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An Overview of flex, with Examples

flex is a tool for generating scanners: programs which recognize lexical patterns in text. flex reads the given input files (or its standard input if no file names are given) for a description of the scanner to generate. The description is in the form of pairs of regular expressions and C code, called rules. flex generates as output a C source file, `lex.yy.c', which defines a routine yylex. Compile and link this file with the `-lfl' library to produce an executable. When the executable runs, it analyzes its input for occurrences of the regular expressions. Whenever it finds one, it executes the corresponding C code.

Some simple examples follow, to give you the flavor of using flex.

Text-Substitution Scanner

The following flex input specifies a scanner which, whenever it encounters the string `username', will replace it with the user's login name:

username    printf( "%s", getlogin() );

By default, any text not matched by a flex scanner is copied to the output, so the net effect of this scanner is to copy its input file to its output with each occurrence of `username' expanded. In this input, there is just one rule. `username' is the pattern and the printf is the action. The `%%' marks the beginning of the rules.

A Scanner to Count Lines and Characters

Here's another simple example:

    int num_lines = 0, num_chars = 0;

\n    ++num_lines; ++num_chars;
.     ++num_chars;

    printf( "# of lines = %d, # of chars = %d\n",
            num_lines, num_chars );

This scanner counts the number of characters and the number of lines in its input (it produces no output other than the final report on the counts). The first line declares two globals, num_lines and num_chars, which are accessible both inside yylex and in the main routine declared after the second `%%'. There are two rules, one which matches a newline (`\n') and increments both the line count and the character count, and one which matches any character other than a newline (indicated by the `.' regular expression).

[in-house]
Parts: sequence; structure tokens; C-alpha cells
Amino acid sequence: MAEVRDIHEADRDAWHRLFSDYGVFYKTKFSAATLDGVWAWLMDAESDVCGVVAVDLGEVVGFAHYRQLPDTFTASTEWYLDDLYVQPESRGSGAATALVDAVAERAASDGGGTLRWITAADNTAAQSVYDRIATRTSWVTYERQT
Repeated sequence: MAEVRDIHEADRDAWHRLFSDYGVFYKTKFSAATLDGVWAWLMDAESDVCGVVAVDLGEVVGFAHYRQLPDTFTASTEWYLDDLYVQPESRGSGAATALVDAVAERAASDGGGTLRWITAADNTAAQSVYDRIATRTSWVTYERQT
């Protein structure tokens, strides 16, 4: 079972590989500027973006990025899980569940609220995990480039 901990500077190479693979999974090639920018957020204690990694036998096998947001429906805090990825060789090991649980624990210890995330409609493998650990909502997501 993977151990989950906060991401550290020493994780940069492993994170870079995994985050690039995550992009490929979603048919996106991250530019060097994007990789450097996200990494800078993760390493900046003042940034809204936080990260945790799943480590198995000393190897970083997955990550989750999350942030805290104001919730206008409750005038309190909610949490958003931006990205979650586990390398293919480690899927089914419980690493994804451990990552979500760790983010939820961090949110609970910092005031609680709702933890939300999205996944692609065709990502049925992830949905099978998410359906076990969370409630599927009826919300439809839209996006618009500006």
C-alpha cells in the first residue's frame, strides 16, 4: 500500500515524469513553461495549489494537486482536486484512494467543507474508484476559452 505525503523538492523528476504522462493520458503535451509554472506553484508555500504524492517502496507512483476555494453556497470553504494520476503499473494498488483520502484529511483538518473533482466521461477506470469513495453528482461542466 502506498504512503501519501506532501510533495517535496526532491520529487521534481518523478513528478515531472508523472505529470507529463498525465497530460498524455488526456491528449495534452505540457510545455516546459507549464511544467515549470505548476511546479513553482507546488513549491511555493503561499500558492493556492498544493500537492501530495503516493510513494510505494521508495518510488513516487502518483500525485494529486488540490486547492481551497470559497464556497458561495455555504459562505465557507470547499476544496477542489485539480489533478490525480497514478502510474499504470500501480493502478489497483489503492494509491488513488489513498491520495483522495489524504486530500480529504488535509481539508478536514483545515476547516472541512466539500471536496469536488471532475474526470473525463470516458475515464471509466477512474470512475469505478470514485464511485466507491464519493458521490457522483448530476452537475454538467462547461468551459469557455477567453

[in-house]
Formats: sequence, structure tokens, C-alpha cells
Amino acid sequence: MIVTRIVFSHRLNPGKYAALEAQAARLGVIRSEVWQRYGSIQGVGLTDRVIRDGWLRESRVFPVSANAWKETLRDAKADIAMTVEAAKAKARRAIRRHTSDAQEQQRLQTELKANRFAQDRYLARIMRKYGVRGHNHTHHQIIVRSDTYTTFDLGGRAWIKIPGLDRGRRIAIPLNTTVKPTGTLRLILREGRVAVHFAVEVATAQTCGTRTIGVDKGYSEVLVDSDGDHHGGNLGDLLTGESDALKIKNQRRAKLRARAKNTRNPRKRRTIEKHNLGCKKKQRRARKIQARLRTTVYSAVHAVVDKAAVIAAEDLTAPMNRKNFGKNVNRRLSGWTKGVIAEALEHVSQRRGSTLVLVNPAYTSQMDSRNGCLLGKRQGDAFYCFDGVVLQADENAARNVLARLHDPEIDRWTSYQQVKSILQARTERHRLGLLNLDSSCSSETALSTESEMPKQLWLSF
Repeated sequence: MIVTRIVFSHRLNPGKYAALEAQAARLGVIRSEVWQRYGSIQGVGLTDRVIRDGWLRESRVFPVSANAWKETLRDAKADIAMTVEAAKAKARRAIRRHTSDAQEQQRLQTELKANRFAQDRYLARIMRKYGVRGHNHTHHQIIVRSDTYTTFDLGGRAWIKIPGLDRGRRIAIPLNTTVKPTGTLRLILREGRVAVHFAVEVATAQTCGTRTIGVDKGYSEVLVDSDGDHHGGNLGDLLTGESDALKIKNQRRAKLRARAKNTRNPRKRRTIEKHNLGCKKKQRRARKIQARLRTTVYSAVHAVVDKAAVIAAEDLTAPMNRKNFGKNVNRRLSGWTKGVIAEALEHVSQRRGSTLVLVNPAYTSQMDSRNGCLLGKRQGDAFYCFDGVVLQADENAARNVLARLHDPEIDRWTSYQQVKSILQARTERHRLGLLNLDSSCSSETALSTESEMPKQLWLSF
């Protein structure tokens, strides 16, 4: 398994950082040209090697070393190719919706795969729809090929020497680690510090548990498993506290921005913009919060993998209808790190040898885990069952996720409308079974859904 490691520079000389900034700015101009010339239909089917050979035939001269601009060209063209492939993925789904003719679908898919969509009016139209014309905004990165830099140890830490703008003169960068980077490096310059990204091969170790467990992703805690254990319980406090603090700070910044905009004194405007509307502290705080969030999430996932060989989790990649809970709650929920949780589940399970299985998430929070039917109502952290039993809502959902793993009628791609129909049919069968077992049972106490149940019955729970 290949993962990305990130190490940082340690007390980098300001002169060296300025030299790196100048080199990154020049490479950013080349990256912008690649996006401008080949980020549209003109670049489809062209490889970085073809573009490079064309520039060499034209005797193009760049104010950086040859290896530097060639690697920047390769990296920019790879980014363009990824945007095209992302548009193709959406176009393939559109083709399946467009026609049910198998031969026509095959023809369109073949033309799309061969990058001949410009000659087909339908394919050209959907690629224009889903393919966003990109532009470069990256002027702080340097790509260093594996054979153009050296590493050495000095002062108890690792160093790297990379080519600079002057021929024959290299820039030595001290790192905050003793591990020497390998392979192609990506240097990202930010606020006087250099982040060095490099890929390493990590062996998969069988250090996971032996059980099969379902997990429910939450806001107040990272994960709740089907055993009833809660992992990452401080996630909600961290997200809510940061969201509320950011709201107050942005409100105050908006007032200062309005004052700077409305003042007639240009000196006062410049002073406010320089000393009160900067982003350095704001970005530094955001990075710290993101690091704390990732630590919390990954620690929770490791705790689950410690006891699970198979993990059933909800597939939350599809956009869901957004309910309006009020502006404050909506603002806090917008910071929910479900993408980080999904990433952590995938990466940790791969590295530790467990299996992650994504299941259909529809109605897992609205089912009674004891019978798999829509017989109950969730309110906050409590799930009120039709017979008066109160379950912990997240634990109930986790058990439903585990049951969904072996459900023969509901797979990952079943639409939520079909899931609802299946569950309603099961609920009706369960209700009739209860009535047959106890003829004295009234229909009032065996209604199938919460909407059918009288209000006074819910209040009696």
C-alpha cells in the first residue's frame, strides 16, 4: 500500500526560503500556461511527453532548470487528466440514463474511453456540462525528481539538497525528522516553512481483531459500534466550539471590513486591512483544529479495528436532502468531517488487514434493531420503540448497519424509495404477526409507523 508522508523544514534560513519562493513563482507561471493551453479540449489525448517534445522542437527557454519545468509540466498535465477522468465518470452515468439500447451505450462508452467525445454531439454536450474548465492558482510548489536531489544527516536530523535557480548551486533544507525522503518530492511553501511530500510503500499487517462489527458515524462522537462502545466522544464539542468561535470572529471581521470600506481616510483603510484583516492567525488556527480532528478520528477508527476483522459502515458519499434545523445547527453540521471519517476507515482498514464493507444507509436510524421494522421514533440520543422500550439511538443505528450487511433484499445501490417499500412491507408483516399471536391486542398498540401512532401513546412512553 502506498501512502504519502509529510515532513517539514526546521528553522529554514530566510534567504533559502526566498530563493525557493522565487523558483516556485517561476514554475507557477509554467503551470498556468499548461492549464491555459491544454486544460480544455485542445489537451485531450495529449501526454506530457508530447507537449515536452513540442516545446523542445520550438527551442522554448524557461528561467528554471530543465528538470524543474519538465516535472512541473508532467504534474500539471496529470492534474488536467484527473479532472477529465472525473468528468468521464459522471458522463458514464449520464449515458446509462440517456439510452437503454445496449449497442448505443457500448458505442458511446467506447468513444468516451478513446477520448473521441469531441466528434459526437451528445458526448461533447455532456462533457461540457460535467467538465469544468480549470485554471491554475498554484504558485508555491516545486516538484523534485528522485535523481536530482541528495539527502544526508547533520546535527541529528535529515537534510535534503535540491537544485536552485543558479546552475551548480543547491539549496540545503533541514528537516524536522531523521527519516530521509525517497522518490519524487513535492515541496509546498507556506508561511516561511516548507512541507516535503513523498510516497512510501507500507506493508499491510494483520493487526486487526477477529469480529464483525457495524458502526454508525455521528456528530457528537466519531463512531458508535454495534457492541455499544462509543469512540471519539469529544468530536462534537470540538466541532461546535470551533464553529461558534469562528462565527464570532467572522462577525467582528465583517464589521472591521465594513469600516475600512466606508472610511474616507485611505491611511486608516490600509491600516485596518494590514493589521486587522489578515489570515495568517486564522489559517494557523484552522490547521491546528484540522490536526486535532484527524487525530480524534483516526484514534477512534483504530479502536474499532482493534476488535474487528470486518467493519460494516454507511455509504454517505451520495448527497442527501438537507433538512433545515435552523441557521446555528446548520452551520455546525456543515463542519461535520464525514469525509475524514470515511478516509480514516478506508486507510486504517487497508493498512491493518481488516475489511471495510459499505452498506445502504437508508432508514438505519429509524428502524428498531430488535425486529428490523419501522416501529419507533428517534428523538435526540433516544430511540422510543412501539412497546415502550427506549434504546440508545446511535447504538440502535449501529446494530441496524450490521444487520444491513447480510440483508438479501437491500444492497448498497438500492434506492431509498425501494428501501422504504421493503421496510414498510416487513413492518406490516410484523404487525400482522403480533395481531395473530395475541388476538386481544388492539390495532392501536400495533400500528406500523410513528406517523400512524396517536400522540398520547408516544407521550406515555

Simplified Pascal-like Language Scanner

A somewhat more complicated example:

/* scanner for a toy Pascal-like language */

/* need this for the call to atof() below */
#include <math.h>

DIGIT    [0-9]
ID       [a-z][a-z0-9]*


{DIGIT}+    {
            printf( "An integer: %s (%d)\n", yytext,
                    atoi( yytext ) );

{DIGIT}+"."{DIGIT}*        {
            printf( "A float: %s (%g)\n", yytext,
                    atof( yytext ) );

if|then|begin|end|procedure|function        {
            printf( "A keyword: %s\n", yytext );

{ID}        printf( "An identifier: %s\n", yytext );

"+"|"-"|"*"|"/"   printf( "An operator: %s\n", yytext );

"{"[^}\n]*"}"     /* eat up one-line comments */

[ \t\n]+          /* eat up whitespace */

.           printf( "Unrecognized character: %s\n", yytext );


main( argc, argv )
int argc;
char **argv;
    ++argv, --argc;  /* skip over program name */
    if ( argc > 0 )
            yyin = fopen( argv[0], "r" );
            yyin = stdin;


This is the beginnings of a simple scanner for a language like Pascal. It identifies different types of tokens and reports on what it has seen.

The details of this example are explained in the following chapters.

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